The Institute for Liberty and Policy Innovation (ILAPI) has petitioned the Economic and Organised Crime Office (EOCO) over the recent performance audit report from the Auditor-General’s Office on the administration of scholarships by the Ghana Education Trust Fund (GETFund).
In a statement signed by the Executive Director of ILAPI, Peter Bismark Kwofie, he launched a complaint with EOCO under Article 41(f) of the 1992 Constitution “which empowers all citizens to take steps to combat the misuse of public funds as a public duty.”
The petition seeks to compel the EOCO to begin investigative forensic audits against the GETFund, saying, “We believe that the subject matter of our complaint falls under your jurisdiction of adjudication of criminal act in pursuance to taking appropriate action to investigate, recoup, correct or prevent any action or decision that can be described as economic crime, fraud, financial loss to the state and other serious financial crimes or which undermines sound public use of funds and administration.”
The institute, in its letter, states the belief that “the decision to award scholarships to needy students to study in Ghana and abroad has suffered several symptoms of misappropriation and hijacking of awards and funding of scholarships with, most notably, the illegal funding of scholarships and transactions of monies.”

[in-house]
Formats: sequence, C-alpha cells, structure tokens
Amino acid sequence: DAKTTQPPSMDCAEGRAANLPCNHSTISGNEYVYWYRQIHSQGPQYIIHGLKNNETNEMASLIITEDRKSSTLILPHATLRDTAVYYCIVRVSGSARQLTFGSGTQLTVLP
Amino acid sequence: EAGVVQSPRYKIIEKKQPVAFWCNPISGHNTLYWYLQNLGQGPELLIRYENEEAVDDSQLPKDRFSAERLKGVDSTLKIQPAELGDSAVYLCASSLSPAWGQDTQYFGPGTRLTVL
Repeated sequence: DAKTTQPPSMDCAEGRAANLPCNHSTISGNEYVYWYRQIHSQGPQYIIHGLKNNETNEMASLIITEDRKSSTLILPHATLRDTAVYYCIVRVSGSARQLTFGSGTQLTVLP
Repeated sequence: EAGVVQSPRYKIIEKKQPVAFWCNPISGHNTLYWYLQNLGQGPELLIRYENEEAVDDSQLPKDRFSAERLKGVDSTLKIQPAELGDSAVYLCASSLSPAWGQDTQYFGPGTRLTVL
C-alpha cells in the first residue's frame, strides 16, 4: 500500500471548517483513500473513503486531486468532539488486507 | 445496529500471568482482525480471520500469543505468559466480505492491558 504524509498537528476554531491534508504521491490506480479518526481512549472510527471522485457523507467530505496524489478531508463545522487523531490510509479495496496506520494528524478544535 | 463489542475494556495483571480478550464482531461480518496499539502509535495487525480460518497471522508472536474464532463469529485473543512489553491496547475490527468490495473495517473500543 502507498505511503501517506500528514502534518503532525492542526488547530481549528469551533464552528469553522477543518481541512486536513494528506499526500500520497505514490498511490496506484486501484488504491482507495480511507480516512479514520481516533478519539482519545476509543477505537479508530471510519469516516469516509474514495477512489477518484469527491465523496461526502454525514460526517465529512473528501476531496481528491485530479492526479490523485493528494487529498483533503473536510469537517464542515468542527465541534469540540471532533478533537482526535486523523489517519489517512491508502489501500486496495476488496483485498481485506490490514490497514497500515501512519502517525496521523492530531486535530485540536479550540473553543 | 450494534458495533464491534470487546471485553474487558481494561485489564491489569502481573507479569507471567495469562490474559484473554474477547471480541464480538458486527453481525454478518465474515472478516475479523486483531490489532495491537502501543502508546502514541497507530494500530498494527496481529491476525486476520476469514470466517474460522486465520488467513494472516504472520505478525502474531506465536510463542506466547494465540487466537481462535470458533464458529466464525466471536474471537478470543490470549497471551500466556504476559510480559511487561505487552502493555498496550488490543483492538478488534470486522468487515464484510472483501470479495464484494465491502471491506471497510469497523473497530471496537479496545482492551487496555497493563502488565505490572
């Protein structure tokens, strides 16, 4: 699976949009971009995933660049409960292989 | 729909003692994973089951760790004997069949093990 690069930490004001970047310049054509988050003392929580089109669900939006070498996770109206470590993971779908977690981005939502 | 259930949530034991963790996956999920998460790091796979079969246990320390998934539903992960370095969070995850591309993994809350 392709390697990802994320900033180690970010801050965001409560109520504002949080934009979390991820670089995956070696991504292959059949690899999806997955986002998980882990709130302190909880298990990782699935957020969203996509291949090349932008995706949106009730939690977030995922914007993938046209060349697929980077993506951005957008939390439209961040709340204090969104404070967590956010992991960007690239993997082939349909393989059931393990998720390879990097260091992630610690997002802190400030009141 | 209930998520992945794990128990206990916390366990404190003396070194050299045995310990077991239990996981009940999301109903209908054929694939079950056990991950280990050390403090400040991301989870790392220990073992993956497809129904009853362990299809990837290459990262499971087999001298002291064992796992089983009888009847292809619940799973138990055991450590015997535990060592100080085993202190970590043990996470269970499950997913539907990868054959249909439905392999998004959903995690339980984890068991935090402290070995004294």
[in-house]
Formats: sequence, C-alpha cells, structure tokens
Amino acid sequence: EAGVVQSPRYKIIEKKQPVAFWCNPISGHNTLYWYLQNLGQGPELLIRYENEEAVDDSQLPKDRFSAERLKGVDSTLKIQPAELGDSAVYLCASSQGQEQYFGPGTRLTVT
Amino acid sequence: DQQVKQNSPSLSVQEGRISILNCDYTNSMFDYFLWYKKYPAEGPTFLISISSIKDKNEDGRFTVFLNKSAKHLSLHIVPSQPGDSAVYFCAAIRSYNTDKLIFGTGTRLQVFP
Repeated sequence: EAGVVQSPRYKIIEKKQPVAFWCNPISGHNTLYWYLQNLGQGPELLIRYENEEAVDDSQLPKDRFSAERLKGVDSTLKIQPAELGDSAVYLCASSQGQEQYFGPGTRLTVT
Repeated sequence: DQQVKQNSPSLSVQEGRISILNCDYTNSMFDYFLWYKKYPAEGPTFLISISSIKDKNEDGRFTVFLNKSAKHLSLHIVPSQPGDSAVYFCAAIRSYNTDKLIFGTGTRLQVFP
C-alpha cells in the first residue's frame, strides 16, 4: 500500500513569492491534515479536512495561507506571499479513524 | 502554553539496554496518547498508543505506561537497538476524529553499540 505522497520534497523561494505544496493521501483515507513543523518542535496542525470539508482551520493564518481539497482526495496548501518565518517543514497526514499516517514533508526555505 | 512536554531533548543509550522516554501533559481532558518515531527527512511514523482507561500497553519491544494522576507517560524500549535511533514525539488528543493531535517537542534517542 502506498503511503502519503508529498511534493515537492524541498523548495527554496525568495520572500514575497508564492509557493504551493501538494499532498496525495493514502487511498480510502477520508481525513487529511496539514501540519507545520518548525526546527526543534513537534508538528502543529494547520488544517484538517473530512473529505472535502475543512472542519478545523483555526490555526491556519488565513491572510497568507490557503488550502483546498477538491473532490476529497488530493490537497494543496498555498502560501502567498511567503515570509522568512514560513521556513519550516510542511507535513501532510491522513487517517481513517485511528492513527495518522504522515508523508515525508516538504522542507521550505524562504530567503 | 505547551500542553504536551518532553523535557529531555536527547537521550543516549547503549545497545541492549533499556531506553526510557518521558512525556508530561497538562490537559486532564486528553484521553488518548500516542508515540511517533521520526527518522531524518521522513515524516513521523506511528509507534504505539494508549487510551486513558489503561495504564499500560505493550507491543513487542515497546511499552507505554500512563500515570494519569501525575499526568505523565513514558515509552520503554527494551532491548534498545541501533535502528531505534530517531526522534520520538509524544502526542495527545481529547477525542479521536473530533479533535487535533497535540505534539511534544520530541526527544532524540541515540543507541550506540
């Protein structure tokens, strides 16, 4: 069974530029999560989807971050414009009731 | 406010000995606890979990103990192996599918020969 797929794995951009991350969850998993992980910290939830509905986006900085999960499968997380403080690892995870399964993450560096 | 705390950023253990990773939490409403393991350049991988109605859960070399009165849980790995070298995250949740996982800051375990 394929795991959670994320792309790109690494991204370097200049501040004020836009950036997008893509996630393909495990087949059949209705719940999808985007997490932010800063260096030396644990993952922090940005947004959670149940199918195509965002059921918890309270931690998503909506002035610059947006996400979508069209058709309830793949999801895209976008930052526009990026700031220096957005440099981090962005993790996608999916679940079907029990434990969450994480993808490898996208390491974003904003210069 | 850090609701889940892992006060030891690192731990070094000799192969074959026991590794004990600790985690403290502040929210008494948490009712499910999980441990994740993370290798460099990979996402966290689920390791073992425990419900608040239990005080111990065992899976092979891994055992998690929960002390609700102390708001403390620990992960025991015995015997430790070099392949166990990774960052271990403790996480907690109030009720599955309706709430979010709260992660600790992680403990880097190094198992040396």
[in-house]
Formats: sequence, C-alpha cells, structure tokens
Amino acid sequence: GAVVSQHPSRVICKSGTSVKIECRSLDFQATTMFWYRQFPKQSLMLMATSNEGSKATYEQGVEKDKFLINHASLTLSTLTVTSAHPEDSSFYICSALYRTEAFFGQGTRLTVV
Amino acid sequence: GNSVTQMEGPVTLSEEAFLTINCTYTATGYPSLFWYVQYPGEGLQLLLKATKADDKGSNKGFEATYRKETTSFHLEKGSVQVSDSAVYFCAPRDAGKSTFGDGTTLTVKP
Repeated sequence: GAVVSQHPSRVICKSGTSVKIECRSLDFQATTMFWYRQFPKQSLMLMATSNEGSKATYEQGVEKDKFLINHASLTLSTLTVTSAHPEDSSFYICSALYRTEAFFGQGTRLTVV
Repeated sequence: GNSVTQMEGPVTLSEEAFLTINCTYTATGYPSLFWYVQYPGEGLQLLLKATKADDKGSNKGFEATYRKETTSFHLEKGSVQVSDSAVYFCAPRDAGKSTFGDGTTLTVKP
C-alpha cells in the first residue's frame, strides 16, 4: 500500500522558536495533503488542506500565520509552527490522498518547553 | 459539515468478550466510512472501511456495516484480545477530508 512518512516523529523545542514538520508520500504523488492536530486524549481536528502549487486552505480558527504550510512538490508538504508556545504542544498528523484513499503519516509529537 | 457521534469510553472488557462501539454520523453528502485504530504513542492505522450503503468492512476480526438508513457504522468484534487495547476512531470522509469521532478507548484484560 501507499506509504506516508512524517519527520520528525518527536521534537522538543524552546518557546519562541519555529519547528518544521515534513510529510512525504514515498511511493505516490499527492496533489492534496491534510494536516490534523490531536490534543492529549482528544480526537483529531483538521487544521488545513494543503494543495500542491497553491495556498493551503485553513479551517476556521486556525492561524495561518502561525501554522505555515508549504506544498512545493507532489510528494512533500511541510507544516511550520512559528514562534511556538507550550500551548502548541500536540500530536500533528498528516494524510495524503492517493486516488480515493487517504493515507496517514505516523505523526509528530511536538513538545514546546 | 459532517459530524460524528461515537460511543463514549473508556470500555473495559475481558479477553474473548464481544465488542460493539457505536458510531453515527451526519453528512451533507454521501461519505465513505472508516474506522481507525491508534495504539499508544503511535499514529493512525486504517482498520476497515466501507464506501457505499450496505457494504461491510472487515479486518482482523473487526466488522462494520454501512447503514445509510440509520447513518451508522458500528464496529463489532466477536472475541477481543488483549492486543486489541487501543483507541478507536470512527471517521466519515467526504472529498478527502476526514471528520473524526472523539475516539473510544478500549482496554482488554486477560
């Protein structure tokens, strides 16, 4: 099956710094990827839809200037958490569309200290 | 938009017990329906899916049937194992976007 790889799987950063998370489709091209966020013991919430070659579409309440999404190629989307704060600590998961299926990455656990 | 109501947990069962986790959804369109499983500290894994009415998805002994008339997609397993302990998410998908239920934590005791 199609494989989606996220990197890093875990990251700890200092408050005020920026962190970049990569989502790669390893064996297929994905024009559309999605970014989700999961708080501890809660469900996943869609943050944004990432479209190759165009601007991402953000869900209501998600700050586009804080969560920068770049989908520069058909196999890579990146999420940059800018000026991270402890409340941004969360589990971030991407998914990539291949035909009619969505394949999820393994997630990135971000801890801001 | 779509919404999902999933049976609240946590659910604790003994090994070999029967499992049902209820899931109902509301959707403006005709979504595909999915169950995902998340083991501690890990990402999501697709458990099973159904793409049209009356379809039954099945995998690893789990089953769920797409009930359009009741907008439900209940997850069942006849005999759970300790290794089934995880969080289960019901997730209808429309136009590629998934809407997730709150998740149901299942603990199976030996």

This, according to the institute “manifests a financial loss to the state, unsound administration of scholarship funds and awarding of funds to the funding of non-existing beneficiaries or ghost names.”
It is the belief of the institute that “the GETFund selections and scholarship awards may have led to payment of scholarship funds to ghost names or monies for awards were underpaid, overpaid or never reached the beneficiaries studying on scholarships, thereby predetermining the outcome of agitations of beneficiaries on scholarships and that this conduct amounts to financial loss to the state, abuse of office, fraud, maladministration, and acts preparatory to the facilitation of corruption and organized crime.”
The institute further urged EOCO to conduct detailed, further investigations of the sort warranted by the sheer amounts of public funds involved and the total number of scholarships awarded and to ascertain whether all the disbursed funds in the said periods reached the beneficiaries without ghost names.
The institute believes that there could be more ghost names among the 3,112 beneficiaries to whom state funds were paid.